PHILADELPHIA Former President Bill Clinton delivered a rousing speech Thursday to promote Marjorie Margolies' congressional campaign, assuring the audience that "I would be here even if her son weren't my son-in-law."

In a 25-minute stump speech at the Radisson Blu Warwick Hotel in Center City, Clinton praised Margolies not only for casting the deciding vote on his spending plan during her stint in Congress, but also for her work on gun control, student loans, and women's issues at home and abroad.

Clinton rejected critics' assertions that Margolies' only qualification is a vote from 1993.

"What she did 20 years ago is an ironclad assurance of what she'll do if you elect her to Congress," Clinton said, using the Margolies campaign buzzword, courage.

The ballroom was standing room only - there were no chairs - but only half-full, with an estimated 125 guests paying $1,000 apiece. Others had paid $5,000 a plate to have lunch with Clinton.

Margolies, one of four Democratic candidates to replace Rep. Allyson Y. Schwartz for the Montgomery County and Northeast Philadelphia seat, has retained front-runner status despite being behind in fund-raising through 2013 and declining to appear at several public debates.

Clinton's visit has been a centerpiece of Margolies' fund-raising strategy, and some of her opponents on Thursday attempted to blunt the "Bubba effect."

State Sen. Daylin Leach, a liberal favorite who has represented Montgomery County since 2003, released a video in which his 13-year-old daughter criticizes Margolies' campaign as "cling[ing] to the past."

An independent political action committee backing physician Valerie Arkoosh began a $210,390 radio campaign this week, with ads promoting Arkoosh scheduled to run on six stations 17 times a week through the May 20 primary, according to a buy sheet obtained by The Inquirer.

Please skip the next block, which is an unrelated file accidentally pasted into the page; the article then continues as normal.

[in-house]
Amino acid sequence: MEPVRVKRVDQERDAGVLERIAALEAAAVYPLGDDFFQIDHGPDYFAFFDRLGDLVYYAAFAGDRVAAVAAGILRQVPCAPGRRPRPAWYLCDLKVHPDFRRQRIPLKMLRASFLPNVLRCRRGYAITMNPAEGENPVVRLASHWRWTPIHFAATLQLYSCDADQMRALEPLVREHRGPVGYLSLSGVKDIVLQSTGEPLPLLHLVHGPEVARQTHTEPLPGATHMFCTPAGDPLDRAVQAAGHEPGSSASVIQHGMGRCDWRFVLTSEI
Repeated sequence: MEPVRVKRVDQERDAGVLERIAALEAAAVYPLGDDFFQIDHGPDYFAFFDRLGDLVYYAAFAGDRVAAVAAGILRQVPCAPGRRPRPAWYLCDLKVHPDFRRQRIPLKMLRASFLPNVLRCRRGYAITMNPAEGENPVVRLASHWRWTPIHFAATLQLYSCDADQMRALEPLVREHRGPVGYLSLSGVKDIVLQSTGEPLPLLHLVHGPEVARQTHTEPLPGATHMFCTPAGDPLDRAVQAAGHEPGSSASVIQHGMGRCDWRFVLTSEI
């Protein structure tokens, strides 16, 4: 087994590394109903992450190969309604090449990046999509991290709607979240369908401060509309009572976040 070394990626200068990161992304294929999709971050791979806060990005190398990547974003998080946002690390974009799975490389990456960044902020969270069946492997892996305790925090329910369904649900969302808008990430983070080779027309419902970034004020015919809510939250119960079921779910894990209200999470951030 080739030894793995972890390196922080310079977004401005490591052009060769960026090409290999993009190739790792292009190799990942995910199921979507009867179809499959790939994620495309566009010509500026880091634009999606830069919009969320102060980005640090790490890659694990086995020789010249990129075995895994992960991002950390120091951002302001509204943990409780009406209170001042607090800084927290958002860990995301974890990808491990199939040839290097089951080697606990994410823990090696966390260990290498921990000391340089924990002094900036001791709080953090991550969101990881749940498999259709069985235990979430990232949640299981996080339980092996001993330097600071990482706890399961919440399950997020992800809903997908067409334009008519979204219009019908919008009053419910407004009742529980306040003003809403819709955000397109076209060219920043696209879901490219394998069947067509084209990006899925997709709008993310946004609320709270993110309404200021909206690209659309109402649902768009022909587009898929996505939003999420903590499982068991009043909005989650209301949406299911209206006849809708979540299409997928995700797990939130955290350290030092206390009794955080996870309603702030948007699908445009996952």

State Rep. Brendan Boyle, who has strong union support, is also running.

A dozen other politicians also spoke on Margolies' behalf Thursday, primarily touting her work on behalf of women and that 1993 budget vote.

"She has spent a lifetime fighting for women like me and the women in my family who, when we started out, didn't have the cash and connections to be in politics," said City Councilwoman Cindy Bass.

Clinton praised Margolies for the vote that sealed his budget and his presidential legacy, but said it was only one of her accomplishments as a legislator and as the leader of an international women's nonprofit.

He noted that Margolies voted for an education reform bill to allow income-based repayment of student loans that could save students $9 billion, and supported a ban on assault weapons despite strong opposition to gun control in Pennsylvania.

The Margolies campaign would not disclose Thursday how much money was raised.

But with Margolies leading the pack in expenditures - $17,000 a week on average in 2013, mostly for consultants and pollsters - her campaign coffers were less than half the size of her competitors' as of the last reporting period.

One thing Clinton and the other speakers did not discuss was Social Security, a hot-button issue that has fueled some of Margolies' harshest critics.

In the mid-1990s, Margolies sought to raise the retirement age and cut entitlement benefits for seniors.

In a debate Monday night, Margolies said she no longer supports those changes. But the liberal group Democracy for America said that as recently as December, Margolies had told it that "everything is on the table" to stabilize Social Security and Medicare.

"She's been flip-flopping on her stance," said Bev Hahn, who chairs the Montgomery County branch of the group and who led a small protest outside the Clinton fund-raiser Thursday.

Montgomery County Democracy for America has endorsed Leach, but Hahn said Margolies is the only candidate her group opposes.

Susan Comitalo, a teacher from Northeast Philadelphia, said she loved Clinton's messages about balanced budgeting (he said spending more than you take in is "like eating all the candy you want and never having to go to the dentist") and the rise in student-loan debt ("the government has not used this income-contingent loan repayment as much as they should have").

Comitalo and her mother, Loretta Trust, said they were supporting Margolies because of the 1993 vote. They said it showed Margolies was a tough woman.

"Women really need to step up and let America hear their voices instead of being oppressed by men all the time," Comitalo said.

"I don't think she'll back down," Trust said.